7/11 Alice McInerney, Global Business Development, http://www.jd.com explained that JD.com has the largest revenue within China online and offline. Alice worked for 8 years in China, working closely with DIT. At JD.com 90% of deliveries happen the next or same day and are hosted at their 6 warehouses. In the last 3 years, they have seen a fashion growth as the fastest growing platform. Mulberry launching this week and they have partnered with Farfetch. Currently they are sponsoring the Vogue Fashion Fund and taking new designers out for Shanghai Fashion Week. Alice reiterated that it is essential that brands are China-ready: meaning that they understand the complexities of the market and the potential challenges to doing business in China, which she said has a totally different eco-system to the UK, which with ecommerce as well, adds another layer to the complexities, which is where the work of CBBC, DIT and the BFC can support with guiding brands. JD.com also have a CCTV Project Runway style show filming in Shanghai and are managing various schemes to support young designers and graduates in China.
8/11 Paul Tyce, UK Country Head, VIP.com said ‘there is a real appetite for Brand Britain in China.’ Vip.com is 10 years old and one of the largest apparel companies, with a team which has deep UK knowledge, expert in promoting brands for ecommerce, which Paul said has been built on authenticity and trust. Working as a purely B to C business, they re able to guarantee product and have a large repeat business base. Their work with the BFC has allowed them to promote the BFC’s initiative, New Gen onto the catwalk and offer a two-way education, which Paul views as relationship building for Chinese/UK fashion business.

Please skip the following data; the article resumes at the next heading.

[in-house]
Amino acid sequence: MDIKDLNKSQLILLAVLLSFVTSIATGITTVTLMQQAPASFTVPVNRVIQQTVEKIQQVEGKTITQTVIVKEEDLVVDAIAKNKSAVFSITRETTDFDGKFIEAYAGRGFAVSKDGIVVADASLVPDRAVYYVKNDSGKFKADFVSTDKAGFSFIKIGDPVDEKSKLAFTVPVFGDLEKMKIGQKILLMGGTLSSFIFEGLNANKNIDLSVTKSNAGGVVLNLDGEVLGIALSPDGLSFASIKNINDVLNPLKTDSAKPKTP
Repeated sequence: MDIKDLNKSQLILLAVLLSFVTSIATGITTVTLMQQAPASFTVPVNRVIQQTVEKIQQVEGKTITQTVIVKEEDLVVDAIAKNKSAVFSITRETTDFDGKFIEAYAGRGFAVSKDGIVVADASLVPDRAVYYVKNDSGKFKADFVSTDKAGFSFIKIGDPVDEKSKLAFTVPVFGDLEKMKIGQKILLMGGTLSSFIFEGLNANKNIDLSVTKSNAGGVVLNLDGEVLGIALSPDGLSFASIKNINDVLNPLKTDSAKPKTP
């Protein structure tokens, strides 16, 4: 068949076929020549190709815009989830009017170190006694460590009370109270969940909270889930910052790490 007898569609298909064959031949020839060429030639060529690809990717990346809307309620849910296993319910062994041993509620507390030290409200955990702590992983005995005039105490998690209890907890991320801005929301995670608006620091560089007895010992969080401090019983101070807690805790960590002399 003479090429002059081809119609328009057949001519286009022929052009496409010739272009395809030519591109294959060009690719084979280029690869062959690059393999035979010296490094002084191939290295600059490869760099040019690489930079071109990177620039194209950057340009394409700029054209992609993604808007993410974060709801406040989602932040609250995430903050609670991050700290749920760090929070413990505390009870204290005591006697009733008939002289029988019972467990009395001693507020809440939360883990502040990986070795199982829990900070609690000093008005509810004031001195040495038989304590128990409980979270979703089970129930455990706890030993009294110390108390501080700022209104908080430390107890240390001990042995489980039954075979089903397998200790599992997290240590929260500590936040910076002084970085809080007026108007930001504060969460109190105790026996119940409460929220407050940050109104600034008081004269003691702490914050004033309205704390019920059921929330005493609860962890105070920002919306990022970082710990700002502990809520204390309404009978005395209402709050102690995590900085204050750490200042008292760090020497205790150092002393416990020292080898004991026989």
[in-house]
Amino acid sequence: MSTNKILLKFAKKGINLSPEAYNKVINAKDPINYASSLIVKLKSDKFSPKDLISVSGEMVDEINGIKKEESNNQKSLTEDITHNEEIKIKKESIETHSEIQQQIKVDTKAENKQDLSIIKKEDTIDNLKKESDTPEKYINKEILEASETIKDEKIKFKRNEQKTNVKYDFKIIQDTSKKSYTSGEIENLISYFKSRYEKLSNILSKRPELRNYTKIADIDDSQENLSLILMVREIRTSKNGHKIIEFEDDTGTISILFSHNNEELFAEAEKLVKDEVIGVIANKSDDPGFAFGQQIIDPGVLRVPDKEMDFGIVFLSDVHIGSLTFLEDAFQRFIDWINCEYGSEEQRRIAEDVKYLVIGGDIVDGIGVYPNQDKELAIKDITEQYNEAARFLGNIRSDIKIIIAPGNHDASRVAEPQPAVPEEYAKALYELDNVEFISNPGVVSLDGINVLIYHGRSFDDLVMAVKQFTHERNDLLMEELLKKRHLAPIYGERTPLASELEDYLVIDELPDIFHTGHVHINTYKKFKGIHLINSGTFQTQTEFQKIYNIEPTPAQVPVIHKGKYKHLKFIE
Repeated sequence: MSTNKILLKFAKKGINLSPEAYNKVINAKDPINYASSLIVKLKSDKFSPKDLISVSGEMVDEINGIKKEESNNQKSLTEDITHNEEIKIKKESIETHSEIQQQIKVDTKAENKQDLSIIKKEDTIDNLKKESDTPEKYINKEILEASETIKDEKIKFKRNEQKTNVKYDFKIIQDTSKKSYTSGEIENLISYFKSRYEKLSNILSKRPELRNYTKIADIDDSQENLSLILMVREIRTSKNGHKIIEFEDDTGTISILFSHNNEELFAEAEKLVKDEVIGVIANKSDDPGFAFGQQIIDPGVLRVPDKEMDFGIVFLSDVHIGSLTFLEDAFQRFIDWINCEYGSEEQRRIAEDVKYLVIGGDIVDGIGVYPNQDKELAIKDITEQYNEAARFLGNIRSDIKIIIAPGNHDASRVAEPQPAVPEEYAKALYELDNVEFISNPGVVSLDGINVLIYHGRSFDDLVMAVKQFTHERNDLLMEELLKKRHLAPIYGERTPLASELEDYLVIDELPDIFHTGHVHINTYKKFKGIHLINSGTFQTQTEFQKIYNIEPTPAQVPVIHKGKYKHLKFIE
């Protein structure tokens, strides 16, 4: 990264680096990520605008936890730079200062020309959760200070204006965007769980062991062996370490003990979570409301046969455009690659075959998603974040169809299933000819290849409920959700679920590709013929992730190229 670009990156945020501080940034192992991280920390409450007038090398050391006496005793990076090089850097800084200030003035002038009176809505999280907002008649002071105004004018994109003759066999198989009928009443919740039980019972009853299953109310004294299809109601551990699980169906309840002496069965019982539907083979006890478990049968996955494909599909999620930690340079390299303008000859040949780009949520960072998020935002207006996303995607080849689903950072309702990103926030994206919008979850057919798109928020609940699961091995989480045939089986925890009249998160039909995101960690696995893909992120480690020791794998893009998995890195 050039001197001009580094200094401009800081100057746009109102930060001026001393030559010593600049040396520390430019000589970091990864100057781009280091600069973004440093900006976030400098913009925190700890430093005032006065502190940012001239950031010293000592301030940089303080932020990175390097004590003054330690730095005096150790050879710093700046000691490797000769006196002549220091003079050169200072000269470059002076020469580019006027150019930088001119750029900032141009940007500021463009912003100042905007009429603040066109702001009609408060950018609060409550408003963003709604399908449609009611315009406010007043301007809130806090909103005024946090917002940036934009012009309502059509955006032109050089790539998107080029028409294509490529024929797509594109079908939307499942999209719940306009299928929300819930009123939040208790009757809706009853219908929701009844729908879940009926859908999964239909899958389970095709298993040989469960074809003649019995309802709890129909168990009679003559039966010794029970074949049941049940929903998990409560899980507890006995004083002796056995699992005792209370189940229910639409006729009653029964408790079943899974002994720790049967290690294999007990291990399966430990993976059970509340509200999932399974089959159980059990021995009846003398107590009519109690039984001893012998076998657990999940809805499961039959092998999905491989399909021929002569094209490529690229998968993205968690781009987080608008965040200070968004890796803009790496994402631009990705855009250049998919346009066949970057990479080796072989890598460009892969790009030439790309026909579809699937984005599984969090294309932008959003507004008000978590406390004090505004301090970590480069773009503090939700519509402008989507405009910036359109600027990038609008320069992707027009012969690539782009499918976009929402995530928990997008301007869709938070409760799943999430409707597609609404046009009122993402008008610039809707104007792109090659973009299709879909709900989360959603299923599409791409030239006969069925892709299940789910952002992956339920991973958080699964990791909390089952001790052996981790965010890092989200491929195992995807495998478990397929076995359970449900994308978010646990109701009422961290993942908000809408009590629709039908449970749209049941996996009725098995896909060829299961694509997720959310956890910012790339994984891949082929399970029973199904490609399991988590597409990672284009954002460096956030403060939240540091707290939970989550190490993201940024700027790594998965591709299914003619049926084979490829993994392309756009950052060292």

9/11 Martyn Roberts, Managing and Creative Director of Graduate Fashion Week and Fashion Scout, spoke of how the biased towards seeing Chinese fashion purely through the lens of manufacturing has now gone. The huge growth in the Chinese middle classes has seen the high rankings of discerning families who want the best education for their children. There are he warned, certain feeder colleges which have exclusivities for certain key colleges, which Martyn warned could disadvantage certain colleges, for example Nottingham Trent, where in reality the knitwear course for example, is exemplary but not on the radar in the way that say CSM is for Chinese applicants. Martyn is keen to see how we work from a more collaborative viewpoint, with student exchanges across a now increasingly level playing field. When asked by Dr Cameron MP how we might do this, Martyn replied: ‘By losing the arrogance and working on cross-trade, looking at integrating students and a two-way visa.’ Graduate Fashion Week works with 8 Chinese schools participating.
10/11 AOB, A roundtable discussion on cultural and business exchange opportunities. Catherine West MP asked on workers’ rights and wage regulations, which Jack Porteous replied to by sharing the information regarding the Chinese flagship policy of Made in China 2025, from unique to mass-market support and integrated policy. Karen Binns, fashion consultant for Chinese teams to learn our skills set in luxury brands, while the UK could enhance their tailoring skills sets. Huishan agreed and said there is an opportunity for luxury training for the Chinese manufacturing market, but that design is also about business skills, all of which he has had to learn to grow his brand. Sally Britton from Mishcon De Reya, raised the need to trademark a UK brand as their first registration trademark within China and the need for links with Chinese based law firms, as trolls register UK designer names and the cost to buy those back is huge. Graham at Albaba, said they have a checklist of questions around this and IP on their website. Marko Matysik from Vogue China, asked for more coherence on sustainable fashion policy from China as a global fashion consumer.
11/11 Date of next meeting, Wednesday 5/16/2018, 2 – 3pm, Committee Room 8, Houses of Parliament.